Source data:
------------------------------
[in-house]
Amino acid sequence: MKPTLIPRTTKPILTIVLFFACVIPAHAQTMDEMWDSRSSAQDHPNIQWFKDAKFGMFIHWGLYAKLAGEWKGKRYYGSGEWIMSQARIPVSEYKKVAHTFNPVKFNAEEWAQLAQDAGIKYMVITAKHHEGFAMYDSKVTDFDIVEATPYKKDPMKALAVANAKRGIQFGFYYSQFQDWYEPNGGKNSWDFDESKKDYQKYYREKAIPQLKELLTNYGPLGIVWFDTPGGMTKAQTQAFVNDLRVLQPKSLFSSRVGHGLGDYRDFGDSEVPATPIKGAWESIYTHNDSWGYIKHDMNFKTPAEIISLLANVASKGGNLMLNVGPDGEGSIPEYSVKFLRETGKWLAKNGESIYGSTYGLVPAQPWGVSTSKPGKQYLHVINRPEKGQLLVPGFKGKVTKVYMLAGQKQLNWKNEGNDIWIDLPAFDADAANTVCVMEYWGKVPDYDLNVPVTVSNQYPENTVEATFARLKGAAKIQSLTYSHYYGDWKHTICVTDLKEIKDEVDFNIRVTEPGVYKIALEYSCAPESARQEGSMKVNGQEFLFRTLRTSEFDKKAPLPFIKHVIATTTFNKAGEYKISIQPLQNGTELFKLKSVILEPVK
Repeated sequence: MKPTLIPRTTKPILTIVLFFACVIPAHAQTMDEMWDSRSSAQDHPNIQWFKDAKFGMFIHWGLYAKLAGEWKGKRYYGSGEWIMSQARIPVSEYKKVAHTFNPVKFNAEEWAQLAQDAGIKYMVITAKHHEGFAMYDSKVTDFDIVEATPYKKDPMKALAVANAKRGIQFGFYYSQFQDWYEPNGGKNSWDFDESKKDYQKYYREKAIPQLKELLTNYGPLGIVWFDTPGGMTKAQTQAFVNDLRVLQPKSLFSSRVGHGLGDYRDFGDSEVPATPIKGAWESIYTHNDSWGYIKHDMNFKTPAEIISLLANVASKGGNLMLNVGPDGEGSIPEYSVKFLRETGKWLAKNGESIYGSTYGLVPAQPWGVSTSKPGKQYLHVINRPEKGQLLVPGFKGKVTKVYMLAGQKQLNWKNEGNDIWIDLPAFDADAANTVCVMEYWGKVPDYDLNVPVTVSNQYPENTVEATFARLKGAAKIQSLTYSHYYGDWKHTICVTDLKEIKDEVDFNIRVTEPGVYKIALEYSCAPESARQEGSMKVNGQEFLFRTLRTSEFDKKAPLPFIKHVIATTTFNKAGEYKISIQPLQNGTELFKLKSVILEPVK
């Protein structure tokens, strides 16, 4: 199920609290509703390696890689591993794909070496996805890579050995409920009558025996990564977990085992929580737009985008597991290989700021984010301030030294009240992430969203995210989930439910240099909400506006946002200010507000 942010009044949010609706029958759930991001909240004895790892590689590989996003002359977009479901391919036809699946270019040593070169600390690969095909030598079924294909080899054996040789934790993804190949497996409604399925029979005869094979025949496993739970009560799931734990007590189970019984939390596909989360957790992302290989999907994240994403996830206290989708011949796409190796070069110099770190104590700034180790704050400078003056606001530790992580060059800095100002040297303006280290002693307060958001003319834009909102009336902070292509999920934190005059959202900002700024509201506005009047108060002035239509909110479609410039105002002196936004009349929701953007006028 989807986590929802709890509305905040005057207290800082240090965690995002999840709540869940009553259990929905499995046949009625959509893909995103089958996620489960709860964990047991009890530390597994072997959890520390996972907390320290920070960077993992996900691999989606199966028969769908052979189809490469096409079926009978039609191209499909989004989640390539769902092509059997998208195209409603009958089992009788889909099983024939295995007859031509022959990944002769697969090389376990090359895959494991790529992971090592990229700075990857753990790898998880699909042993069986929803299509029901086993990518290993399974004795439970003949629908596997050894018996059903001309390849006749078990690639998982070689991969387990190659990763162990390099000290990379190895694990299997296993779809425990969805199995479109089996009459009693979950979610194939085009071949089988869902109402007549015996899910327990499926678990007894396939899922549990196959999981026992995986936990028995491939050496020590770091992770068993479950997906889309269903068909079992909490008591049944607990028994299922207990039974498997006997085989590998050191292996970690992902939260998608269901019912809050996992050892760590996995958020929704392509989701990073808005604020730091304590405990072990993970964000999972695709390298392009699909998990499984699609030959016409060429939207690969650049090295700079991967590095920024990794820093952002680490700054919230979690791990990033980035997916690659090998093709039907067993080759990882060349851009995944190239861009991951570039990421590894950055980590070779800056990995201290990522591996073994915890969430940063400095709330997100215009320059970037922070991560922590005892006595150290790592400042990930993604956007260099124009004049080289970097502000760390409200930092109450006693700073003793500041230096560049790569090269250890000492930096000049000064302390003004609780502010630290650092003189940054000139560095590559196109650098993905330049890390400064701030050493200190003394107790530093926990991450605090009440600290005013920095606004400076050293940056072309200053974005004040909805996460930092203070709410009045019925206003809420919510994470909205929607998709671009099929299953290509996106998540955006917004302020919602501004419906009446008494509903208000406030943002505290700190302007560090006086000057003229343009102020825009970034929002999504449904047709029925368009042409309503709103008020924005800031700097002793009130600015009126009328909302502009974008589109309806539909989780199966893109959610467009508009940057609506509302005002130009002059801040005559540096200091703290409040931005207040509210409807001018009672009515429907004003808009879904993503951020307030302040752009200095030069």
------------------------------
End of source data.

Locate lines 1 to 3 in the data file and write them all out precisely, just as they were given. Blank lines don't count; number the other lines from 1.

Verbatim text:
[in-house]
Amino acid sequence: MKPTLIPRTTKPILTIVLFFACVIPAHAQTMDEMWDSRSSAQDHPNIQWFKDAKFGMFIHWGLYAKLAGEWKGKRYYGSGEWIMSQARIPVSEYKKVAHTFNPVKFNAEEWAQLAQDAGIKYMVITAKHHEGFAMYDSKVTDFDIVEATPYKKDPMKALAVANAKRGIQFGFYYSQFQDWYEPNGGKNSWDFDESKKDYQKYYREKAIPQLKELLTNYGPLGIVWFDTPGGMTKAQTQAFVNDLRVLQPKSLFSSRVGHGLGDYRDFGDSEVPATPIKGAWESIYTHNDSWGYIKHDMNFKTPAEIISLLANVASKGGNLMLNVGPDGEGSIPEYSVKFLRETGKWLAKNGESIYGSTYGLVPAQPWGVSTSKPGKQYLHVINRPEKGQLLVPGFKGKVTKVYMLAGQKQLNWKNEGNDIWIDLPAFDADAANTVCVMEYWGKVPDYDLNVPVTVSNQYPENTVEATFARLKGAAKIQSLTYSHYYGDWKHTICVTDLKEIKDEVDFNIRVTEPGVYKIALEYSCAPESARQEGSMKVNGQEFLFRTLRTSEFDKKAPLPFIKHVIATTTFNKAGEYKISIQPLQNGTELFKLKSVILEPVK
Repeated sequence: MKPTLIPRTTKPILTIVLFFACVIPAHAQTMDEMWDSRSSAQDHPNIQWFKDAKFGMFIHWGLYAKLAGEWKGKRYYGSGEWIMSQARIPVSEYKKVAHTFNPVKFNAEEWAQLAQDAGIKYMVITAKHHEGFAMYDSKVTDFDIVEATPYKKDPMKALAVANAKRGIQFGFYYSQFQDWYEPNGGKNSWDFDESKKDYQKYYREKAIPQLKELLTNYGPLGIVWFDTPGGMTKAQTQAFVNDLRVLQPKSLFSSRVGHGLGDYRDFGDSEVPATPIKGAWESIYTHNDSWGYIKHDMNFKTPAEIISLLANVASKGGNLMLNVGPDGEGSIPEYSVKFLRETGKWLAKNGESIYGSTYGLVPAQPWGVSTSKPGKQYLHVINRPEKGQLLVPGFKGKVTKVYMLAGQKQLNWKNEGNDIWIDLPAFDADAANTVCVMEYWGKVPDYDLNVPVTVSNQYPENTVEATFARLKGAAKIQSLTYSHYYGDWKHTICVTDLKEIKDEVDFNIRVTEPGVYKIALEYSCAPESARQEGSMKVNGQEFLFRTLRTSEFDKKAPLPFIKHVIATTTFNKAGEYKISIQPLQNGTELFKLKSVILEPVK